effects of childhood adversity -- and "resilience"
Some thoughts about the longterm effects of childhood adversity - -
because Americans, in particular, love the concept of "resilience". and love applying it to their weakest members of society - infants and young children: "kids are resilient!", a common saying.
Yes, there are some amazing children who survive, and sometimes even appear to thrive, despite growing up in unimaginably adverse contexts of absent or confusing, inept caregiving, multiple risk intertwined with massive, and cumulative, terrifying assaults to their daily lives and development. They are the ones we hear about.
There are probably more who survive but may never fully recover from the damage they've sustained.
adversity and resilience - what it looks like worldwide
For the millions of children in contexts of war and terror, chronic impoverishment, famine, unaccompaniment/missing parents, and the many other stressors that attend poverty and post conflict settings, some children may not survive long at all.
Most forcibly migrated children around the world never escape their countries: most wander within those borders,
exploited, harmed, become ill or depleted, and die without a chance of reaching safety, or even temporary refuge.
Of the migrating people by raft and boat who continue to attempt reaching the shores of Europe, many of whom lose their lives, half are young children.
"being held in another's mind . . . "
refers to, in Attachment Theory,
the process of internalization - the concept of communicating to a child that (s)he (the child) does not cease to exist (and,as well) cease to be loved and remembered) when absent from the caregiver (or the therapist) because he/she comes to understand that the caregiver or therapist always holds him in his/her mind (thinks of him, remembers and loves him- and remind him/her of that in some way session to session).
(Attachment Theory, J.H. Pawl)
When serving children in any capacity, it is important to remember that -
1. vulnerability is inherent in being a human infant or a child.
2. vulnerable children are to be found everywhere
3. vulnerability exists on a continuum
And so, we seek to work with precision, accuracy, ever-evolving competency, great compassion and tenderness, from the conceptual view of virtually "holding in mind" all children -- even when we are teaching or treating
just one child.
We bear in mind that children exist in time and place, both of which may be harrowing for some children, somewhere, now, (since perhaps this may be so for our child patient, someday, so we work protectively) -- and so we hold them - and all children - in our minds, and communicate that to them -
the hope is that our small patients will internalize our caregiving relationship.
As children also exist in the momentary, shifting, emotional space so characteristic of childhood development and
day to day living . . .
every clinical session with a child should rightly be conceptualized by the clinician as a potential termination session.
As children have absolutely no power over their lives -- what we do and say, and how we are present, matters in each and every moment.
Children disappear without explanation --
from treatment, from school, from apartments, from countries, overnight, sometimes, at the discretion of caregivers, parents who move suddenly, foster parents who give them up, CPS or social services personnel who make abrupt changes, couples who break up suddenly. Someone goes to jail, a parent dies. A child is abducted, abandoned, moved, removed, siblings are separated, at times, sent somewhere for no reason that we may ever know. . .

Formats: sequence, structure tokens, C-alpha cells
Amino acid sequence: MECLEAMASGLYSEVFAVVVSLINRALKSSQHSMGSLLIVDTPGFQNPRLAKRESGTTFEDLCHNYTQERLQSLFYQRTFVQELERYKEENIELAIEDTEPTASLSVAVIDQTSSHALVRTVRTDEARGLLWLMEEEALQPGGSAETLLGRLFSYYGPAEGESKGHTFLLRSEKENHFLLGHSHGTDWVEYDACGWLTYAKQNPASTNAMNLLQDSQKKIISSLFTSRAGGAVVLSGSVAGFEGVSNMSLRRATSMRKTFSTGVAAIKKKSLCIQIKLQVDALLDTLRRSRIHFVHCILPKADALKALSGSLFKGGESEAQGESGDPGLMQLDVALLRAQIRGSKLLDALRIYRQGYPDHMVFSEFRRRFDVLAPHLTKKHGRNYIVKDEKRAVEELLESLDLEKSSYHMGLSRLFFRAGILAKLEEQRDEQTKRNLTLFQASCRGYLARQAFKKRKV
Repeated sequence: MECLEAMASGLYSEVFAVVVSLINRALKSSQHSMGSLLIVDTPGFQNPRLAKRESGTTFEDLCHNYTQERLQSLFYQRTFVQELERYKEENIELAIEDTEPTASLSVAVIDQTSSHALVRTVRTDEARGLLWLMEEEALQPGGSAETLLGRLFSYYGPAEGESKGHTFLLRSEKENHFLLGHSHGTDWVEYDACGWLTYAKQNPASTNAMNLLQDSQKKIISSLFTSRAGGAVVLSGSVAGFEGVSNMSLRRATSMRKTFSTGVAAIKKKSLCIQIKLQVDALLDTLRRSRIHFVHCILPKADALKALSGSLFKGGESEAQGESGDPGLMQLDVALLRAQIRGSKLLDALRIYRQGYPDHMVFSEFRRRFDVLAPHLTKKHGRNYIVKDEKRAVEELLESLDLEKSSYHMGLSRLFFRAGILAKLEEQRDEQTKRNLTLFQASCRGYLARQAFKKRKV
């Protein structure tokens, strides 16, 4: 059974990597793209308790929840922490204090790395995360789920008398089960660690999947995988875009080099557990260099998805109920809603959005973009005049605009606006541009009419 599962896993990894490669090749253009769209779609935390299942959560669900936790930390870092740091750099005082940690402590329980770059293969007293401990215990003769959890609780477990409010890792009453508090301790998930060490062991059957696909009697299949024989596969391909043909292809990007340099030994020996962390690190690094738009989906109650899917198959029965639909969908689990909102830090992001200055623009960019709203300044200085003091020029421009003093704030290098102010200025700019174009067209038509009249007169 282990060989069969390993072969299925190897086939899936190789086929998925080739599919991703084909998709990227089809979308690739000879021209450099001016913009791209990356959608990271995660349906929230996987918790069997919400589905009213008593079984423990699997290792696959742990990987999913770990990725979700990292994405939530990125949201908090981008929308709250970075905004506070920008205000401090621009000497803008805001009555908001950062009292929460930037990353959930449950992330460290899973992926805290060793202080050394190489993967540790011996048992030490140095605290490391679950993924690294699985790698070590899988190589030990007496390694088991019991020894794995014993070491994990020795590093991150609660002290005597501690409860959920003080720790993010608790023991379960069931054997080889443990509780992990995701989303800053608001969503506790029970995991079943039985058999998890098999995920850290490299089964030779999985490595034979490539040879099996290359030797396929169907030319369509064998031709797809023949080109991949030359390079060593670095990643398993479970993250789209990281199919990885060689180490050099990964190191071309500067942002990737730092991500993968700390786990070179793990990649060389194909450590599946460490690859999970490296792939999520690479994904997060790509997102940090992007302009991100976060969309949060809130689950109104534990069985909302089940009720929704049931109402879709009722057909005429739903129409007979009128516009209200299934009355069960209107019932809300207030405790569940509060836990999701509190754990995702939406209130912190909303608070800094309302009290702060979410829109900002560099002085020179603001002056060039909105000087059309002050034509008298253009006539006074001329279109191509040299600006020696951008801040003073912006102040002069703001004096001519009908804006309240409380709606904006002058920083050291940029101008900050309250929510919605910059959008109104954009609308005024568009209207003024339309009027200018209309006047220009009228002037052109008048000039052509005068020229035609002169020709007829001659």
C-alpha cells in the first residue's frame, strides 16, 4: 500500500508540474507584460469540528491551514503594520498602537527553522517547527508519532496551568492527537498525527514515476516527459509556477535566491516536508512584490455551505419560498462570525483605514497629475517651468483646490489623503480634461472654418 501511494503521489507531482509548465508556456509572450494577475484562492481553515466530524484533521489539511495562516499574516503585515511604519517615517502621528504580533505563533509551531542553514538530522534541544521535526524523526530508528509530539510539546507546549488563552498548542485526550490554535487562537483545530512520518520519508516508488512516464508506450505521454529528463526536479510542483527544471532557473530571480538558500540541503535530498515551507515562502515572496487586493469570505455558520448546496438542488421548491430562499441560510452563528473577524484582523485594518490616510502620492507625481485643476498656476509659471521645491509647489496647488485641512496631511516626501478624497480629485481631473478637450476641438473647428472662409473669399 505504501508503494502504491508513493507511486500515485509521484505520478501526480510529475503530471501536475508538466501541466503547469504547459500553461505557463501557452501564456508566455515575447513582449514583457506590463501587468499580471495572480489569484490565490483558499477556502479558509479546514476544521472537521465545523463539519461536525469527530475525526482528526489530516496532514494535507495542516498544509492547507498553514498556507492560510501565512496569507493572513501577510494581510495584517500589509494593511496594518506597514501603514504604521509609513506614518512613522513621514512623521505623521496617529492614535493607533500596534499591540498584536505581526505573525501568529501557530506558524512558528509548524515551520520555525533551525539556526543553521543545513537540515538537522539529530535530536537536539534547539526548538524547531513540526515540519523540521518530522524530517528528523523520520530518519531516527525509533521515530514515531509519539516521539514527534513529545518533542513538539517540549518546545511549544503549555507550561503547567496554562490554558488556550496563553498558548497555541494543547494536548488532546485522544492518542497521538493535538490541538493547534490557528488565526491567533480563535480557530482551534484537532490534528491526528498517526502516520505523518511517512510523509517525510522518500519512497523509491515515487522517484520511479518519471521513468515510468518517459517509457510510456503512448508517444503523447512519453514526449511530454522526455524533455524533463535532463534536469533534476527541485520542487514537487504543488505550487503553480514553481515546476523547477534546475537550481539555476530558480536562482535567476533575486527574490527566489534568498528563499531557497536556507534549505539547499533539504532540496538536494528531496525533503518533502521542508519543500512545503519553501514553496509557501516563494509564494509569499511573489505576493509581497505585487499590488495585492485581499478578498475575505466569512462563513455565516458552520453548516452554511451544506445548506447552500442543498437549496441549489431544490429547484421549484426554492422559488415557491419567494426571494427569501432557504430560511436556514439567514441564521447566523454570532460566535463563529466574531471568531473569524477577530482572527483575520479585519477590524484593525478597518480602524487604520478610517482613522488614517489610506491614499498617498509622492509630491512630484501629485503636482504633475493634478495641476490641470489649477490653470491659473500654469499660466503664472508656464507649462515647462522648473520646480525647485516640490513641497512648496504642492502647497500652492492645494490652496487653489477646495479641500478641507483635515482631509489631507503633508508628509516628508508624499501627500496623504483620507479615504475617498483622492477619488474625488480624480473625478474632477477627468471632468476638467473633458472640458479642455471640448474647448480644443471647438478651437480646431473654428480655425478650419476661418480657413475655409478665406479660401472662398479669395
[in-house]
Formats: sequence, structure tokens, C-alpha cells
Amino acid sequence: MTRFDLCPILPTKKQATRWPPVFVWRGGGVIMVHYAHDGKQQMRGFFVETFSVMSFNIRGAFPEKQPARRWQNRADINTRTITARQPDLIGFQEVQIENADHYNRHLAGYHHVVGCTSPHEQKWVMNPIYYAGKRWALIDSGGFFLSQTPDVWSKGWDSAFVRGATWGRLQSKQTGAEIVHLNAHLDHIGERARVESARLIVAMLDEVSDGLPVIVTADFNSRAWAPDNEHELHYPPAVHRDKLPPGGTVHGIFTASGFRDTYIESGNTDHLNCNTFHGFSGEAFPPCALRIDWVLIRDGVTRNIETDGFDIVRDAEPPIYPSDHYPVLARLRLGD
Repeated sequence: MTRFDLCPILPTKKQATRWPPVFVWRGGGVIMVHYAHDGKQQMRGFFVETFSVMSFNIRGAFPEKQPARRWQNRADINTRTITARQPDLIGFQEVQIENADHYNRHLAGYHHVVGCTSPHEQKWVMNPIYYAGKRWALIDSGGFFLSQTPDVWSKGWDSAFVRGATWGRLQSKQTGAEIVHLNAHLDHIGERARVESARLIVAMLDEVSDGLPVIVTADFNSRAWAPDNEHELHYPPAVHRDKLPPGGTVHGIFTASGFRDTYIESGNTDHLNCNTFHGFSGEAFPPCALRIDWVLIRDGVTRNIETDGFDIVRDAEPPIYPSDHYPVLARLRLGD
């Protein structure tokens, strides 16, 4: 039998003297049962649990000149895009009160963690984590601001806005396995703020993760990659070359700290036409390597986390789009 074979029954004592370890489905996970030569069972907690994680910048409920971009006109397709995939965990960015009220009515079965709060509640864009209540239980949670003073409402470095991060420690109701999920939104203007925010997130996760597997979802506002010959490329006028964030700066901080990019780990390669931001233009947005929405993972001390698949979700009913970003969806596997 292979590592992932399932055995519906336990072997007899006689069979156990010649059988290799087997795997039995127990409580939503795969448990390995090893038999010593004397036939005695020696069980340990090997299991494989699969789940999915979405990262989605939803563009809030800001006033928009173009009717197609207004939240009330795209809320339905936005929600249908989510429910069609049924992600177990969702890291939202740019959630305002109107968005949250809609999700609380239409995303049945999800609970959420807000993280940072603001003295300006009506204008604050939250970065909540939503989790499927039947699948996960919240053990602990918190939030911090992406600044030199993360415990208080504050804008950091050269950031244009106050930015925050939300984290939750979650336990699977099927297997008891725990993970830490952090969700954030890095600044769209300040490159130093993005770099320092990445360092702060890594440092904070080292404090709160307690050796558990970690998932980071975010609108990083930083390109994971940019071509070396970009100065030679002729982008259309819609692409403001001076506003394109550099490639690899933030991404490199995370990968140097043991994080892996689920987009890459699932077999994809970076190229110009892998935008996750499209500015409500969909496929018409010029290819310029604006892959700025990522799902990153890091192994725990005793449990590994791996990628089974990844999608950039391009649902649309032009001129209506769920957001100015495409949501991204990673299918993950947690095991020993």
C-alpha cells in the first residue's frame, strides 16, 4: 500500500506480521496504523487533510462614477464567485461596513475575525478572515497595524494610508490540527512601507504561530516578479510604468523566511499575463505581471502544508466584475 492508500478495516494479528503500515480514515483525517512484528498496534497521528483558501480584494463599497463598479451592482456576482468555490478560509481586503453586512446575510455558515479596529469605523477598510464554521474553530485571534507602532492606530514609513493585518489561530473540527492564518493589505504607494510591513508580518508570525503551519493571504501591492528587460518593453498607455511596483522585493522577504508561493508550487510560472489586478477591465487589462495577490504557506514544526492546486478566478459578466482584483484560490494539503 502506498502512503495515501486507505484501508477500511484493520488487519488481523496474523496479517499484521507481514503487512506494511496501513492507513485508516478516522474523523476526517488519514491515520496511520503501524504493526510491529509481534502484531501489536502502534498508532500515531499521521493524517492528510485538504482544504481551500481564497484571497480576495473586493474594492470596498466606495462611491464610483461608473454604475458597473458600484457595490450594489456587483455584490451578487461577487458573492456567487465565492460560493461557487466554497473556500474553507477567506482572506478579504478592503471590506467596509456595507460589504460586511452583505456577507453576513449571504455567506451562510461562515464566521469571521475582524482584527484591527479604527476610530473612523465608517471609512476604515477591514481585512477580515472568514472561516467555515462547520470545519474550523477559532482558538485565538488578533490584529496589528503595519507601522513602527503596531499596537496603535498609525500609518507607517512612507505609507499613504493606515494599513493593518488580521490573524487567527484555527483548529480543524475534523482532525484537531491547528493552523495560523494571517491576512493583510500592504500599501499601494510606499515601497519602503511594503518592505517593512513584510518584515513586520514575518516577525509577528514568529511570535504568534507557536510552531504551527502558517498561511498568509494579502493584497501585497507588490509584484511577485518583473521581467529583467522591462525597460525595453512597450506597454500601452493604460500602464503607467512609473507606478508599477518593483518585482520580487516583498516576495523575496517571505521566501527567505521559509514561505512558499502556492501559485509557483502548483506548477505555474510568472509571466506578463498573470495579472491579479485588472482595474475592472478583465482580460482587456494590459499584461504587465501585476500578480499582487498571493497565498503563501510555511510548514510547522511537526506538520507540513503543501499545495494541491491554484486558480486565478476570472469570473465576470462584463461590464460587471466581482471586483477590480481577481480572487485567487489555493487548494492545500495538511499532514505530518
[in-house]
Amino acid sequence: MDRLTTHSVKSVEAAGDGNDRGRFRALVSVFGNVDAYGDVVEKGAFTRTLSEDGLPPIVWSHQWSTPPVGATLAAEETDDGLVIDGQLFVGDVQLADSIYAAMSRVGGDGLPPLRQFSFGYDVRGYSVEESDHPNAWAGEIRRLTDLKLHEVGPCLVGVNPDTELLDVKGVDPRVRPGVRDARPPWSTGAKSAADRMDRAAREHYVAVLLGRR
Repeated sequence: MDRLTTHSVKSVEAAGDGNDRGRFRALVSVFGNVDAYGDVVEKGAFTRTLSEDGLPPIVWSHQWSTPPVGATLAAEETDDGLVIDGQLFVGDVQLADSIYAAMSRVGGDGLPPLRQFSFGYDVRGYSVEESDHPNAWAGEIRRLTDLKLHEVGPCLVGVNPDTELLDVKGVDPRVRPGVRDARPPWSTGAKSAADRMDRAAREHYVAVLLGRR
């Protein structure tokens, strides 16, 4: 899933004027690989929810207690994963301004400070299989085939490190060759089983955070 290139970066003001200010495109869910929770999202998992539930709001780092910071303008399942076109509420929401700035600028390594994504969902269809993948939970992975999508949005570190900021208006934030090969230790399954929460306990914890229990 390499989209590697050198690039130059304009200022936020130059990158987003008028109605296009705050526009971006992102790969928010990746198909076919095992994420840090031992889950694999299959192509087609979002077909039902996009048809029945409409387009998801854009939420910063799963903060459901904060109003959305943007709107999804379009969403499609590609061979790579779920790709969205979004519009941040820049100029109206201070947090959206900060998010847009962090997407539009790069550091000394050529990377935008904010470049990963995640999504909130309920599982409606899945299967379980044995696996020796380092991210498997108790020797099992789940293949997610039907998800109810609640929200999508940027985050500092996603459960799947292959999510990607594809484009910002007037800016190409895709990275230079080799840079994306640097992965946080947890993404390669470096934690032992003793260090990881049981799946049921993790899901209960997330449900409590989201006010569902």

Teachers know this, Sunday School Teachers know this. Band Directors, Youth Pastors know this. Social Workers know this. Nurses and other Health Workers experience this all the time. It is not the way "Transitions" are ideally to be handled for children.
Practicum Students and Interns are understandably devastated when they experience this.
If you are part of a child's team - a parent, relative, support person, part of a treatment team, it is clinically and personally important to make some kind of meaning of this kind of painful situation in order to work the attachment piece through yourself with self-compassion when it occurs, and also in order to have something meaningful to convey to those others affected (for example, supervisees) as a Program Director or treatment provider:
The positive connection that began in the playroom with the therapist (or at home with the parent, foster parent, or with the nurse in the hospital, the Youth Pastor, etc., goes on internally in a child's life because of strong processes of attachment which have been begun, attachment processes children are so good at forming) --- this occurs to the degree that the child has internalized the therapist's presence and their relationship of intentional, unconditional care and regard.
So, we plan, on one level, for "unexpected termination" in each session. With that in mind, there are things, then, that a therapist might especially highlight, might review, or might intentionally initiate, in each session (each therapist, each child and their issues would necessitate this being quite individualized - and this may or may not be made explicit, depending on the circumstances)(reminding a child of their strengths, encouraging the child to think through solutions, helping a child to identify how to choose a potentially safe adult to confide in, go to, for assistance when in trouble, etc.).
One might give more attention to helping an at-risk child strengthen relationships with an older cousin, proxy parents, caregivers, etc., with the potential mobility of the child client in mind, give more attention to shoring up the child's reserves and potential resources - family members or siblings who may be likely to remain in touch should a child be moved, remain proactive and protective, for example. With all children, one might work to find several ways they can learn to approach their teachers comfortably and advocate a bit for themselves.
An attachment-informed intervention which is especially potent is to note, during a session,
" . . as I was thinking about you this week . . ." (i.e., "I held you in my mind!").
That is an experience many children may have only had with you,
and they will remember that you remembered them, they will remember, "being held" . . . "in the mind of another" -- who cared for them very much, so much so that they thought about them when they were not present, and told them so.
(There is therapeutic work to be done here with parents who may have never had, themselves, the experience of being held in the mind of a mother or father, and therapy trainees for whom this experience may be foreign . . . .)